The Boilerman and The Bride
  When Kat meets boilerman Mike for the first time on her wedding day, she faces several unexpected choices. Will passion win through in the end?

The Boilerman and The Bride - Extract

Yes, she looked pretty damn good. Kat smiled and turned away from the mirror. She didn’t need to spend any longer admiring herself – her hairdresser had done the best she could, Kat herself had coped with the concept of make-up for once, and as for the dress. Well, the dress was perfect. She stood for a moment and smoothed it out over her hips. It was ivory dupion silk, three-quarter length, and with a scoop neckline and roses dotted onto the sleeves and hem. Simple but she loved it.

Really, everything was near perfect; all she needed was a groom and everything would be totally wonderful. And in one hour’s time, which by now was fifty-nine minutes and twenty seconds though of course she wasn’t counting, she and Brian would be man and wife. She simply couldn’t wait.

A knock on the door almost made her jump.

“Come in!” she called out. “No need to stand on ceremony here.”

Almost before she’d finished speaking, the door was flung open and Kat saw her best friend and bridesmaid, Lizzie, standing on the threshold, holding a mobile phone stretched out at her side as if it might poison her. She looked stunning in an off-the-shoulder russet dress with a single flower decoration at the side of the waist. It went beautifully with her blonde hair. Kat smiled, but Lizzie didn’t smile back. This was unusual, as was the fact that her best friend hadn’t come bounding in, fizzing with enthusiasm and talking for Britain about everything and nothing.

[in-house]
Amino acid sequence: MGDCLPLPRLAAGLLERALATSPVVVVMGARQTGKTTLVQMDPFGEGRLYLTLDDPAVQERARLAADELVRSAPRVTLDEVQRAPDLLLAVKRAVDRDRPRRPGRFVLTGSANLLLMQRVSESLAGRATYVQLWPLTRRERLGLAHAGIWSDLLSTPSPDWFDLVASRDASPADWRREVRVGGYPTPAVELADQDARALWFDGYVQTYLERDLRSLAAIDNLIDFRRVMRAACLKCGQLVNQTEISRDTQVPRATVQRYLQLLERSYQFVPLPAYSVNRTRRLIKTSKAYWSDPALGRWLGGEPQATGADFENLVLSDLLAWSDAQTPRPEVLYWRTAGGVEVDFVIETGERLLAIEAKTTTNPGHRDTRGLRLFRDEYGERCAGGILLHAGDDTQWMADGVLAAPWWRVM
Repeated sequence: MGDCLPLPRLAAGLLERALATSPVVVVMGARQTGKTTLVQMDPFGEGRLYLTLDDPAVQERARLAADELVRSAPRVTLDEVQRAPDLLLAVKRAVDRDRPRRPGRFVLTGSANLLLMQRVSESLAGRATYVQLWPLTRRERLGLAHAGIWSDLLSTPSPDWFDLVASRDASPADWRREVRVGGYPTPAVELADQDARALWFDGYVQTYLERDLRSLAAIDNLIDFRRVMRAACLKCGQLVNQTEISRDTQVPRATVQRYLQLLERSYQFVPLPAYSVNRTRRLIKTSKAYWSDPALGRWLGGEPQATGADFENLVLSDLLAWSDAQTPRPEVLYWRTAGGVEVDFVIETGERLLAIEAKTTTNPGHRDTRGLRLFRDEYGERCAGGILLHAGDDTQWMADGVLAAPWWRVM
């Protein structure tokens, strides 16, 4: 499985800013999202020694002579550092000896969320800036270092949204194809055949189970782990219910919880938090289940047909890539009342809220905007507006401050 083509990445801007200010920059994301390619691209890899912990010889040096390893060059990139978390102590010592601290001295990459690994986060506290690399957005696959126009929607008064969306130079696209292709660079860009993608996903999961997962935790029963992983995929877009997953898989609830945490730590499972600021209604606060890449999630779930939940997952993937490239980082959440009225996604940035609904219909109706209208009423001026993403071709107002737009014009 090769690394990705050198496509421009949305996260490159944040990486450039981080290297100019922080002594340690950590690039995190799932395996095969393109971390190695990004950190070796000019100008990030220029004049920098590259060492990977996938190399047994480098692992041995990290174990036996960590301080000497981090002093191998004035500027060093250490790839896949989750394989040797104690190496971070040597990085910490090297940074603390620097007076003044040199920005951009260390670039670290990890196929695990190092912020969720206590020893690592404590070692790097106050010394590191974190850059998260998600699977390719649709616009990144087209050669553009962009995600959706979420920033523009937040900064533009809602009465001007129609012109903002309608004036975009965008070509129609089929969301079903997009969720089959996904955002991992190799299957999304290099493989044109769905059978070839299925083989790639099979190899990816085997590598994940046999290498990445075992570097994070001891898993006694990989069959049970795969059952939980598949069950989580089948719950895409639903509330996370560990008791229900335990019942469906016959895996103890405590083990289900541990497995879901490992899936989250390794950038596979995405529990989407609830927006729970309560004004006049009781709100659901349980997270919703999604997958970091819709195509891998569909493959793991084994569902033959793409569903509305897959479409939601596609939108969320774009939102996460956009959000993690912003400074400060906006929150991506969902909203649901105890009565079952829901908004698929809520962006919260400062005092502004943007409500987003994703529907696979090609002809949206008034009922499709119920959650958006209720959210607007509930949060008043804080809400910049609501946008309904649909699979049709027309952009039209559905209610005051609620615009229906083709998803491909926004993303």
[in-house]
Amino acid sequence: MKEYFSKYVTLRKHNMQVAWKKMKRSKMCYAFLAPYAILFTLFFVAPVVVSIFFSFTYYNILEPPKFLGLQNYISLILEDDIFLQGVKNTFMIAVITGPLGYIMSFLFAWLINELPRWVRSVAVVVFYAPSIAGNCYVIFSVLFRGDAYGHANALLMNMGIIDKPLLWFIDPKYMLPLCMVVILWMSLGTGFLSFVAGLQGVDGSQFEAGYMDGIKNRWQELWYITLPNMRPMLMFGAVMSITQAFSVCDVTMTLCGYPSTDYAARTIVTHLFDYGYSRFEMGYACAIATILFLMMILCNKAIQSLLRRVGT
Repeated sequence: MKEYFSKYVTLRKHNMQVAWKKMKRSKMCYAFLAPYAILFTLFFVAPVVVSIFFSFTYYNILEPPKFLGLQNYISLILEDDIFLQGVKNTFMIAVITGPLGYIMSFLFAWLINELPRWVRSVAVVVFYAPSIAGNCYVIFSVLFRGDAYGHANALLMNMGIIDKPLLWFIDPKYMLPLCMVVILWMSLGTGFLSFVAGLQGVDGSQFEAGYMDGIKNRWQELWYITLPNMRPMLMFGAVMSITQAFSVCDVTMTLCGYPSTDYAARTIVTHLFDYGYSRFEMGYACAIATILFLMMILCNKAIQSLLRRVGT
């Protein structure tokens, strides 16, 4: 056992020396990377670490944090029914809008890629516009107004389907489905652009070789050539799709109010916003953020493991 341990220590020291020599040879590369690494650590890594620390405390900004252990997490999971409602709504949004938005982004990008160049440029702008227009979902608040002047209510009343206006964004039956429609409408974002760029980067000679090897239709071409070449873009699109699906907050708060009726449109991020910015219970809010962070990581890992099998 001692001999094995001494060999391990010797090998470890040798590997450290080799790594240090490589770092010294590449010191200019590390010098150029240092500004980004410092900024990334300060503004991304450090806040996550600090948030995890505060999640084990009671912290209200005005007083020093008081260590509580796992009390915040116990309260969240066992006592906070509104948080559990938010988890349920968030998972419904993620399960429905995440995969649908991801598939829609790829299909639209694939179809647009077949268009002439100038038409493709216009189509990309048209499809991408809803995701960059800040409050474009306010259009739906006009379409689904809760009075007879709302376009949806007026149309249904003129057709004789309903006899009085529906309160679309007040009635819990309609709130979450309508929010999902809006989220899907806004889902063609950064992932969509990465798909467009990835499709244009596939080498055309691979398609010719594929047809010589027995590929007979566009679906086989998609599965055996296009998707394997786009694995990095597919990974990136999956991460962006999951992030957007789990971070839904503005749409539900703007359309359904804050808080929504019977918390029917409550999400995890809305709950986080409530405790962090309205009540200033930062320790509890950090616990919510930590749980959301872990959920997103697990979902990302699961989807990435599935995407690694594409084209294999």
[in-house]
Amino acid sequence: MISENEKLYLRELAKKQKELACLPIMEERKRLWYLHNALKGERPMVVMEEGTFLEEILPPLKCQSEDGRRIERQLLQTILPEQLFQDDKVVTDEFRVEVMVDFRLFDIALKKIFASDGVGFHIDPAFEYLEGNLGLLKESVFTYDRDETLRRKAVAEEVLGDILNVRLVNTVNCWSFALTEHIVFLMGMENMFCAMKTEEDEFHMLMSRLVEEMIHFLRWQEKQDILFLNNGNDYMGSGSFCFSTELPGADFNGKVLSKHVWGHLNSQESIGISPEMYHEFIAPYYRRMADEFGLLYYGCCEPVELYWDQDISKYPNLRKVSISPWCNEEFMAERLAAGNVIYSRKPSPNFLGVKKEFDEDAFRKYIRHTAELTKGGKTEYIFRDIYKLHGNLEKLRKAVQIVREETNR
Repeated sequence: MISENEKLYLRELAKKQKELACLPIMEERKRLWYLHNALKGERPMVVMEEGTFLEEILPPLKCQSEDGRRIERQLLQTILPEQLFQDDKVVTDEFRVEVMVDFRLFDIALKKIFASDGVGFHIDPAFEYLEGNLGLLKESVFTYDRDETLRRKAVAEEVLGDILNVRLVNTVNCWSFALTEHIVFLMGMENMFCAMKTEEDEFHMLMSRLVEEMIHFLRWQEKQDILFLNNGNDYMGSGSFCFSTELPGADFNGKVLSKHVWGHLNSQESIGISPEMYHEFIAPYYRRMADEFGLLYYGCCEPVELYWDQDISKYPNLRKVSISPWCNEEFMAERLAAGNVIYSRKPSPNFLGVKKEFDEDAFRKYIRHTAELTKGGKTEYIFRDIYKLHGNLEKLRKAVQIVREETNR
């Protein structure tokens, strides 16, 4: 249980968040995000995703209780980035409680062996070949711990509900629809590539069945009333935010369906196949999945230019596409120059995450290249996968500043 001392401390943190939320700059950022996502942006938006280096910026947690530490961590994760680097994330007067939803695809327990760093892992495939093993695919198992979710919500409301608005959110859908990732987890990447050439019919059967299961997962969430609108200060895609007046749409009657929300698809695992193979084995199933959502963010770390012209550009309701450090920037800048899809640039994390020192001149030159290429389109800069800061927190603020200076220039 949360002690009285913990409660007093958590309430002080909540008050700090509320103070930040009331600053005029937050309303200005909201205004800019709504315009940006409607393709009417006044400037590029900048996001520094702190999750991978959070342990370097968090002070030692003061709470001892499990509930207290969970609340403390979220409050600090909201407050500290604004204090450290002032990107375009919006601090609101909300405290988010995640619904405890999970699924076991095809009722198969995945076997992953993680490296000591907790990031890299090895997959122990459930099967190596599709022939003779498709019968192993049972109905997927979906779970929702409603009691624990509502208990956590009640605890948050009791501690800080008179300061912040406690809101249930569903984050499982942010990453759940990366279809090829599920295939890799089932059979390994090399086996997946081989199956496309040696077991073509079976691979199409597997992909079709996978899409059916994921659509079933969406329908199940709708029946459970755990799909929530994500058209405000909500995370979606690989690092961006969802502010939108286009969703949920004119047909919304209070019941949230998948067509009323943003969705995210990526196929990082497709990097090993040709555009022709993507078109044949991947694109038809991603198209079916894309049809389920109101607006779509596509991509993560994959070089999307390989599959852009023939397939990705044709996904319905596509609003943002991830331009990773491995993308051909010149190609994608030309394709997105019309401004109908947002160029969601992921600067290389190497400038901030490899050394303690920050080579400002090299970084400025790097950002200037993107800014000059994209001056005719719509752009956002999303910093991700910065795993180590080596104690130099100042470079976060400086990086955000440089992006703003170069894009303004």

Kat’s welcoming smile all but melted away. “What’s wrong? Catering crisis? The nephews have escaped and their suits are ruined? Tell all. I know you want to.”

Lizzie shook her head, and Kat’s smile vanished entirely.

“Brian’s on the phone,” she said. “He wants to speak to you. Now.”

Odd how these simple words had become laced with dread, where in all honesty they shouldn’t have been. Kat blinked, sat down on the bed and took the phone. She pressed it to her ear.

“Yes?” she whispered. “It’s Kat.”

“Kat. Ah, good. I mean h-hello.” Her fiancé’s voice wasn’t as confident as it usually sounded, she noted as he cleared his throat. “How are you?”

That seemed to be a stupid thing to ask, she thought as Lizzie sat down next to her and put one arm over her shoulders. Just what the hell was going on?

“I’m fine, Brian,” she snapped, aware that she was drawing herself up to her full height even whilst sitting as if about to face an unexpected onslaught. “But please, whatever it is, get to the point. Because it sounds like bad news and I can’t take the wait.”

“I’m sorry, Kat, but … but I can’t marry you,” he said. “I’ve made a mistake.”

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